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    Amazing, non-traditional Arthurian fantasy!

    I received a free copy of this book with the option of leaving an honest review. This sequel to Daughter of Destiny is amazing! Continuing where the first book left off, Camelot's Queen is a well-written Arthurian fantasy with political intrigue, war, an epic quest, religious intrusion, and romance. As with the first book, the tale is told from Guinevere's point of view; a fact that is strongly reflected in her role as a queen and Arthur's advisor, her belief system, in her innermost thoughts and feelings, and in her actions. Evelina does an amazing job of narrating Guinevere's innermost thoughts and feelings, which reflect the fact that Guinevere is a priestess of Avalon and not Christian. An excellent example of this is Guinevere's "affair" with Lancelot. From Guinevere's perspective, marriage is an equal partnership in which men and women play different but equal roles. Since Arthur is able to practice bigamy under his religious laws, why shouldn't she? However, she is intelligent enough to understand that the society she lives in will not agree with her point of view, so she keeps it secret. I found the political intrigue and religious intrusion fascinating. In the beginning of the tale, church and state have a somewhat steady peace; however, as we are drawn deeper into the tale, we see the degree of separation between the two dwindle and watch as Camelot's political system and interpersonal relationships are affected. Evelina weaves an intricate and fascinating narrative that makes Guinevere's role in Camelot as important as Arthur's and sheds new light on a tale that is traditionally male-centric; making Camelot's Queen a fantastic choice for Arthurian fantasy fans who are looking for a non-traditional twist on a classic story, or for romantic fantasy fans who enjoy plots centered around strong female protagonists.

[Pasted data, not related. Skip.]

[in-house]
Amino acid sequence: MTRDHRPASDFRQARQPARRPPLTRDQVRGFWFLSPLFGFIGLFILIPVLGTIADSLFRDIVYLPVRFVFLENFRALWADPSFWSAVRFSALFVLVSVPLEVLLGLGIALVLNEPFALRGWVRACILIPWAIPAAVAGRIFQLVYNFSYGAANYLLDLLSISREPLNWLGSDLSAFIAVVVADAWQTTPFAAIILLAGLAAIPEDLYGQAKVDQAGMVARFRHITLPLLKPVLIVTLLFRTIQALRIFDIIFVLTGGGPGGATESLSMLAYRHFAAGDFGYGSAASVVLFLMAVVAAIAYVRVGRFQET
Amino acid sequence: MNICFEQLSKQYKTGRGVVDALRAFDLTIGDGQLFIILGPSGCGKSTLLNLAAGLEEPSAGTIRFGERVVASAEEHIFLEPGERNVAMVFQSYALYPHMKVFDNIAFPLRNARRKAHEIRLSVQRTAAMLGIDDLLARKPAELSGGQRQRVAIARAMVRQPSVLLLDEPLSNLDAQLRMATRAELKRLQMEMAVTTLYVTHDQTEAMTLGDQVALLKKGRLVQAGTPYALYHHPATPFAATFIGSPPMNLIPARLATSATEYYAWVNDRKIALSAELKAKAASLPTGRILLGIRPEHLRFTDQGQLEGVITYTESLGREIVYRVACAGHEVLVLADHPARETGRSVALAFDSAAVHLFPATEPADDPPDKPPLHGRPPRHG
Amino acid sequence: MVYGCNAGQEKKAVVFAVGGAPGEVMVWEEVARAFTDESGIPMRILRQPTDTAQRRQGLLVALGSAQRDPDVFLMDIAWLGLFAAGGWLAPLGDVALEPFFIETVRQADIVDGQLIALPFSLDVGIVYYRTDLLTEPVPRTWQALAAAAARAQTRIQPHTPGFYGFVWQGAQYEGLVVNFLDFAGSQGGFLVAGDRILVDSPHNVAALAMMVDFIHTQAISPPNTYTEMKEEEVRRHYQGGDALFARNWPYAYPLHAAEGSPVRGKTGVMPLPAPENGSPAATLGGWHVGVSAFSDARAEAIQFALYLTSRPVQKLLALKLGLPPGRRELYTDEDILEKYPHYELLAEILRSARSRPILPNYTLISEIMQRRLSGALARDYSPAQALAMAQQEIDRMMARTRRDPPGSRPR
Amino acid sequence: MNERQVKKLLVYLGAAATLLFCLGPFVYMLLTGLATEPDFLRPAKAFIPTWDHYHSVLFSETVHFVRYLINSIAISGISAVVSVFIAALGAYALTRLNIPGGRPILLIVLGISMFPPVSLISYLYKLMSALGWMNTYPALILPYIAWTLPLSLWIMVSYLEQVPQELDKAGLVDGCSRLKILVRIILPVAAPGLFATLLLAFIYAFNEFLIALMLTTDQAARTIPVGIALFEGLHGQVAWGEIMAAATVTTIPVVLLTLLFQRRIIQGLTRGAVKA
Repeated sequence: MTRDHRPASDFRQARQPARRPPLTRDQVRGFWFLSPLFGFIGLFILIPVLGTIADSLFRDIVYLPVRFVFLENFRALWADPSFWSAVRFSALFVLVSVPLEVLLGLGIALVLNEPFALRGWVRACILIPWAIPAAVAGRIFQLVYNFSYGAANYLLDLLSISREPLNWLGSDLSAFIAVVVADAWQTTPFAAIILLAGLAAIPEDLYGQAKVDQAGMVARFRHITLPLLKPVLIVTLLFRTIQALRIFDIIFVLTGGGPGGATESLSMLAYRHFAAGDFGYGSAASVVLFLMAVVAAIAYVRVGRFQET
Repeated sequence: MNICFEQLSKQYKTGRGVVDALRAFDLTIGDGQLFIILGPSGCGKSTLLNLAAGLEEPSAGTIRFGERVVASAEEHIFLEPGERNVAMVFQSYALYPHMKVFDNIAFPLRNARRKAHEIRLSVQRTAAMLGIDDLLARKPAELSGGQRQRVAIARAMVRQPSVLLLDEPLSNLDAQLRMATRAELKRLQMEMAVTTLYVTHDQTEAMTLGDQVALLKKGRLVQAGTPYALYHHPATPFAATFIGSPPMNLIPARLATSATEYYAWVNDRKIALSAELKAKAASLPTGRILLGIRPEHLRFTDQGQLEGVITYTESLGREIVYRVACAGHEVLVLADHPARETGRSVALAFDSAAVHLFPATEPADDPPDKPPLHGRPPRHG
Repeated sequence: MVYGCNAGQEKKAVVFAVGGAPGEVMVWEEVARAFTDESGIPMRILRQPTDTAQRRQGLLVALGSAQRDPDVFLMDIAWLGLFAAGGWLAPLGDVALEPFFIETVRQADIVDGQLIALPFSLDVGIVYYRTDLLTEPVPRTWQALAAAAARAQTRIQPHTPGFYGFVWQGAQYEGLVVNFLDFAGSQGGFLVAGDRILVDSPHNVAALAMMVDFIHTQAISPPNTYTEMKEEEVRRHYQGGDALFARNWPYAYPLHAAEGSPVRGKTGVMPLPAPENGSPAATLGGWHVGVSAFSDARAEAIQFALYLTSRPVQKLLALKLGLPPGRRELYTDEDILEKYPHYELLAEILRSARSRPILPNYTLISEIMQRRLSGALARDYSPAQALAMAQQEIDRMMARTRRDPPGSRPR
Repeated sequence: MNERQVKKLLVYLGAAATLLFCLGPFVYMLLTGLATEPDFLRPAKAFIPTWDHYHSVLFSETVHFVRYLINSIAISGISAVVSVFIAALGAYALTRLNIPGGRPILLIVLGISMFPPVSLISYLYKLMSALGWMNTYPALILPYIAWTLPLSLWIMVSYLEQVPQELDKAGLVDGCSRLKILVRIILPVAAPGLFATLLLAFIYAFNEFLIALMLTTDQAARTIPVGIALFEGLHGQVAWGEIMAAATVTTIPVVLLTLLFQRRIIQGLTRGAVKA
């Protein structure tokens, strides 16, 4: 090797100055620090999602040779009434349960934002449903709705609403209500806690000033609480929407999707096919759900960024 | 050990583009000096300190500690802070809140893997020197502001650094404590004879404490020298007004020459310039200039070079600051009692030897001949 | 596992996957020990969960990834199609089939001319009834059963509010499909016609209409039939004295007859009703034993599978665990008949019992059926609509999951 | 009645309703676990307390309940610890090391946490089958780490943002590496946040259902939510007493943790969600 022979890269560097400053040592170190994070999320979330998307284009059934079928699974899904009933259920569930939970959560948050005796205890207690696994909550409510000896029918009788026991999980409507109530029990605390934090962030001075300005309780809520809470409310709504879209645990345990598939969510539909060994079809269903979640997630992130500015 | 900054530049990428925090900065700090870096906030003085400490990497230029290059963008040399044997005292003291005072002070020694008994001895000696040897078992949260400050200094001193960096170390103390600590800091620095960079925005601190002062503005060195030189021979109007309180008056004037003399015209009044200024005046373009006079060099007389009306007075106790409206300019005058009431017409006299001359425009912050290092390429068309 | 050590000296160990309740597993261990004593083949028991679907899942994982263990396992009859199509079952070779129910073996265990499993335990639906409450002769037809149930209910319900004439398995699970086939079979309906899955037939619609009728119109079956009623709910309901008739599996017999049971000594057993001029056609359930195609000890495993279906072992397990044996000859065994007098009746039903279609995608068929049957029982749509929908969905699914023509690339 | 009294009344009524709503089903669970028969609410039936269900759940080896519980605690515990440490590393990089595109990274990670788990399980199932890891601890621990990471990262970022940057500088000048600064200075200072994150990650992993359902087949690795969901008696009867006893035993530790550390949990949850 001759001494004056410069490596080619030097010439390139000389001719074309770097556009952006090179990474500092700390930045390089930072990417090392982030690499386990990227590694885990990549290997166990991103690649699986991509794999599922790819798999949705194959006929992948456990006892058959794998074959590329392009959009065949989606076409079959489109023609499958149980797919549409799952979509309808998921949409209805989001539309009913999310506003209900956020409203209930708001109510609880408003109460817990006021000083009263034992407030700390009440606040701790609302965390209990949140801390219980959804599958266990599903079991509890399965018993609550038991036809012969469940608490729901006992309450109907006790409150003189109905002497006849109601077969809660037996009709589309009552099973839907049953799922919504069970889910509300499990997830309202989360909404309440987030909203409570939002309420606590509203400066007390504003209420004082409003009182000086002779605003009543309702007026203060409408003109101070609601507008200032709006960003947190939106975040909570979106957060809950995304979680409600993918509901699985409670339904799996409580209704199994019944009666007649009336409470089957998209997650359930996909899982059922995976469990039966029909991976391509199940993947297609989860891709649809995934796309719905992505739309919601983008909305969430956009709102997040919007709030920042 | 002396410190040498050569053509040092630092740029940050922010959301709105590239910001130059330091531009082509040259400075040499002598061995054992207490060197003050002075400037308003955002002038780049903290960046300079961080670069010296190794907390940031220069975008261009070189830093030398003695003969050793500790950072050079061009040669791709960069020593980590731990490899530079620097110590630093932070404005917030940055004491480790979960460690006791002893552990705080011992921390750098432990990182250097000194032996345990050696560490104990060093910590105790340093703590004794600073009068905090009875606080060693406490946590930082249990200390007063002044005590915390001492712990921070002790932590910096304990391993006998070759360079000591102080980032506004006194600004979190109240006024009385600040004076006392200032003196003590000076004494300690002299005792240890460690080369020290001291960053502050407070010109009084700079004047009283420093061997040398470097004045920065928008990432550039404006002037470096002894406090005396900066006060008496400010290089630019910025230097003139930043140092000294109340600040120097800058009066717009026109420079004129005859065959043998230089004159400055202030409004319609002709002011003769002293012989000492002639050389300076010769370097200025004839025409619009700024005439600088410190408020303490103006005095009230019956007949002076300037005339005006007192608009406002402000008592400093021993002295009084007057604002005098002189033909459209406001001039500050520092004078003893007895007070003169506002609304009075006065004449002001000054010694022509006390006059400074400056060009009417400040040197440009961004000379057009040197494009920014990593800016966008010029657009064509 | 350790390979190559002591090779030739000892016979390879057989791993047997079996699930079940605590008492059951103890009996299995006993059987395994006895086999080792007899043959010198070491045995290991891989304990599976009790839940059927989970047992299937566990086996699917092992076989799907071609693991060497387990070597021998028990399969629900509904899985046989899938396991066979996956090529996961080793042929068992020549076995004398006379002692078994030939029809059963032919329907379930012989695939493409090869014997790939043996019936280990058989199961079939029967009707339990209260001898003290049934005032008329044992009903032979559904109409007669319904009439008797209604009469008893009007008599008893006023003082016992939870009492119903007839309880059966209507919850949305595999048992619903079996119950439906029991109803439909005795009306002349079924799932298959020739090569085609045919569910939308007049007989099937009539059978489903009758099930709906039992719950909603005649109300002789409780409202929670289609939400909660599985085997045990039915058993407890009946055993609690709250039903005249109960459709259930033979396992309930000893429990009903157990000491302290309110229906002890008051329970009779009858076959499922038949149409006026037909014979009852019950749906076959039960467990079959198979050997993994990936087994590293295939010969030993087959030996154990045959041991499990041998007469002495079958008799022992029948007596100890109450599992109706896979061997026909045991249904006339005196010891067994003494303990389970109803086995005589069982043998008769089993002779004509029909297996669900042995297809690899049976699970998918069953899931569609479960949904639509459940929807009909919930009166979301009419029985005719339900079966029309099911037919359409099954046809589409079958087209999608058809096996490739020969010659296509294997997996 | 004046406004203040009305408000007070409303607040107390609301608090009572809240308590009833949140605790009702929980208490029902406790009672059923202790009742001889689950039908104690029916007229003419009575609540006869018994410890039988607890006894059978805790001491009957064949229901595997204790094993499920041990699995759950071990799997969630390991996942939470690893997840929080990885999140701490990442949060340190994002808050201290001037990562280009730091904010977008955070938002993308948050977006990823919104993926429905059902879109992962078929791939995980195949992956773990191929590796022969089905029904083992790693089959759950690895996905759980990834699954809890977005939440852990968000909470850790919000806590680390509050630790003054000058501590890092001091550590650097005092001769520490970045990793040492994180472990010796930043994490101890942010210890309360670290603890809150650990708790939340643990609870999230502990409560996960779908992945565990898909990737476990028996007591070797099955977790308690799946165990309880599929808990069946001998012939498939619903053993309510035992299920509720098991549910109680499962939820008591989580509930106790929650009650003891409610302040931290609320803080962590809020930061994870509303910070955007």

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    Good Follow-Up, Somewhat Disappointing

    This book, in most ways, fulfilled the promise of Daughter of Destiny, carrying forward the engaging characters and storyline, the history and lore of Camelot and Arthur. Camelot’s Queen, the second instalment of the Guinevere’s Tale series begins directly after the marriage of Guinevere and Arthur. Following the early years of their reign the plot is exciting and well-paced and the writing, mostly, is smooth. We begin to see the fortitude and depth that shape this Guinevere and this Guinevere is worthy of the legend that has lived for well over a thousand years. That said, I was somewhat disappointed by the lack of polish compared to the first book (and in general). I encountered multiple typos in addition to some disruptive and awkward moments.These alone might not have warranted comment, but these in addition to some other aspects do. First, there is a reference to Bedlam (the Bethlehem Royal Hospital in London for the mad), a hospital that was not even founded until 1247, and a term (Bedlam) whose earliest recorded usage in this context was 1598. Taking place in the late 490s and early 500s, the usage in this book is something that should have been caught in the editing process. This kind of anachronism, in such a beautifully researched and written story, is really disheartening. Another concern that came up, again something that really should have been caught by the author, editor, publisher, anyone, is the use of a phrase that is the beginning of the most popular quote from one of the most popular fantasy series of all time: "as the wheel of time turns" is the start of the binding phrase that pulls through all of Robert Jordan's Wheel of Time series. It is a phrase used so much and so well that it might only be second to Winter is coming. To use it in a book of a similar genre is dangerous. If nothing else it invites a comparison. I did wonder if it might be phrasing from a Druid tradition, but my research only found it as a ritual concept from Buddhist and Hindu traditions. I still loved the story, and I am looking forward to the next book in the series, but I hope that it will be scrutinized a little more carefully before publication to catch these little sloppy mistakes that bring a 5-star story down to a 3.5-star book.
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